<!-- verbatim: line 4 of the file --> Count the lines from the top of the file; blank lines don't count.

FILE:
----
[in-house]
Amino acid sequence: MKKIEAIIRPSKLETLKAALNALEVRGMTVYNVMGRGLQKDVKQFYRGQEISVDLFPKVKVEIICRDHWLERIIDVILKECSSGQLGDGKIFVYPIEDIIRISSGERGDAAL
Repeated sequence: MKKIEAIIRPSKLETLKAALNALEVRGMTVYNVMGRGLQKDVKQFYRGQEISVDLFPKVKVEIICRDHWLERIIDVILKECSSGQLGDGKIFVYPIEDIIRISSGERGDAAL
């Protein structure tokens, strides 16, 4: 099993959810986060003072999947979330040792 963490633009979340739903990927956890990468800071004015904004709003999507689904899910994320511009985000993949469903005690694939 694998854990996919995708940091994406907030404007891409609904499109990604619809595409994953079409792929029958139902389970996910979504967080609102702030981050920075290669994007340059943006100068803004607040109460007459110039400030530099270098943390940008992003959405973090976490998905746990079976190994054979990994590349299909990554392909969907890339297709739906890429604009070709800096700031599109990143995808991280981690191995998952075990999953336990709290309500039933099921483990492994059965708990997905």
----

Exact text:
């Protein structure tokens, strides 16, 4: 099993959810986060003072999947979330040792 963490633009979340739903990927956890990468800071004015904004709003999507689904899910994320511009985000993949469903005690694939 694998854990996919995708940091994406907030404007891409609904499109990604619809595409994953079409792929029958139902389970996910979504967080609102702030981050920075290669994007340059943006100068803004607040109460007459110039400030530099270098943390940008992003959405973090976490998905746990079976190994054979990994590349299909990554392909969907890339297709739906890429604009070709800096700031599109990143995808991280981690191995998952075990999953336990709290309500039933099921483990492994059965708990997905």